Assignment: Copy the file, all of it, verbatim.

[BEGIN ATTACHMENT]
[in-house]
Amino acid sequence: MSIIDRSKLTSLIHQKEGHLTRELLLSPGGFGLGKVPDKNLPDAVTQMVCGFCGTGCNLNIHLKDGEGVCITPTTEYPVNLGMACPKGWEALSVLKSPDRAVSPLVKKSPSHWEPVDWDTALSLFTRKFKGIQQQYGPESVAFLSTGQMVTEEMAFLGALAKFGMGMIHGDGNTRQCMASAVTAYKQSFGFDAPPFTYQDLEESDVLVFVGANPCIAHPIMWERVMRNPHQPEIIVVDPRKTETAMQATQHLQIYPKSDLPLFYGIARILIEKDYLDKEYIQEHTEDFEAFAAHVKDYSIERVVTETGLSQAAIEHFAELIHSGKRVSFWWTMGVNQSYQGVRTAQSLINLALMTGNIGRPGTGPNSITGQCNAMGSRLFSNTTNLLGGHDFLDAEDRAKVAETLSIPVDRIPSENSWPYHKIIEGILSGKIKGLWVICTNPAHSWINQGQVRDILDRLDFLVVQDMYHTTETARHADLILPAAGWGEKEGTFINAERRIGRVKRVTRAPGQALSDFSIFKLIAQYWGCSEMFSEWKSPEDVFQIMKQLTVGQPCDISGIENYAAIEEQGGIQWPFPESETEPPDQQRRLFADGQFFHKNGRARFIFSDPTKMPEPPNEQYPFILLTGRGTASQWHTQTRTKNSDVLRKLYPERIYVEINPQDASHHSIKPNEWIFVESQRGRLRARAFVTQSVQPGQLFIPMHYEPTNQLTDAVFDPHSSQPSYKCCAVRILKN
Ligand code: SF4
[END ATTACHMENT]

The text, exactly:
[in-house]
Amino acid sequence: MSIIDRSKLTSLIHQKEGHLTRELLLSPGGFGLGKVPDKNLPDAVTQMVCGFCGTGCNLNIHLKDGEGVCITPTTEYPVNLGMACPKGWEALSVLKSPDRAVSPLVKKSPSHWEPVDWDTALSLFTRKFKGIQQQYGPESVAFLSTGQMVTEEMAFLGALAKFGMGMIHGDGNTRQCMASAVTAYKQSFGFDAPPFTYQDLEESDVLVFVGANPCIAHPIMWERVMRNPHQPEIIVVDPRKTETAMQATQHLQIYPKSDLPLFYGIARILIEKDYLDKEYIQEHTEDFEAFAAHVKDYSIERVVTETGLSQAAIEHFAELIHSGKRVSFWWTMGVNQSYQGVRTAQSLINLALMTGNIGRPGTGPNSITGQCNAMGSRLFSNTTNLLGGHDFLDAEDRAKVAETLSIPVDRIPSENSWPYHKIIEGILSGKIKGLWVICTNPAHSWINQGQVRDILDRLDFLVVQDMYHTTETARHADLILPAAGWGEKEGTFINAERRIGRVKRVTRAPGQALSDFSIFKLIAQYWGCSEMFSEWKSPEDVFQIMKQLTVGQPCDISGIENYAAIEEQGGIQWPFPESETEPPDQQRRLFADGQFFHKNGRARFIFSDPTKMPEPPNEQYPFILLTGRGTASQWHTQTRTKNSDVLRKLYPERIYVEINPQDASHHSIKPNEWIFVESQRGRLRARAFVTQSVQPGQLFIPMHYEPTNQLTDAVFDPHSSQPSYKCCAVRILKN
Ligand code: SF4